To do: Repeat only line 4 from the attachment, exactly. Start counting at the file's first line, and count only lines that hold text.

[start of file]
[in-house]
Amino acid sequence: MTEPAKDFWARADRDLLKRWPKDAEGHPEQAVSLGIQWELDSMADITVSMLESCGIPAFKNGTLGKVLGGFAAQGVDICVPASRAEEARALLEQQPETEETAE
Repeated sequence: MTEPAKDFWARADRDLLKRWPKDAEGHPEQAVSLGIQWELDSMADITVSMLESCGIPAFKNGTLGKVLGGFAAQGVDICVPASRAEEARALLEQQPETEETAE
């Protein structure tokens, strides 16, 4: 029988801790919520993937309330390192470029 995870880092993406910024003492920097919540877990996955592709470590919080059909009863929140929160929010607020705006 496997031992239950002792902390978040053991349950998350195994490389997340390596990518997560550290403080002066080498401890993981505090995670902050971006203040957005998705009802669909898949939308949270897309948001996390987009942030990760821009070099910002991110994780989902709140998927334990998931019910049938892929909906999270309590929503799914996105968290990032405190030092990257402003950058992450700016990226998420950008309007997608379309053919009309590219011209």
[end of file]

């Protein structure tokens, strides 16, 4: 029988801790919520993937309330390192470029 995870880092993406910024003492920097919540877990996955592709470590919080059909009863929140929160929010607020705006 496997031992239950002792902390978040053991349950998350195994490389997340390596990518997560550290403080002066080498401890993981505090995670902050971006203040957005998705009802669909898949939308949270897309948001996390987009942030990760821009070099910002991110994780989902709140998927334990998931019910049938892929909906999270309590929503799914996105968290990032405190030092990257402003950058992450700016990226998420950008309007997608379309053919009309590219011209």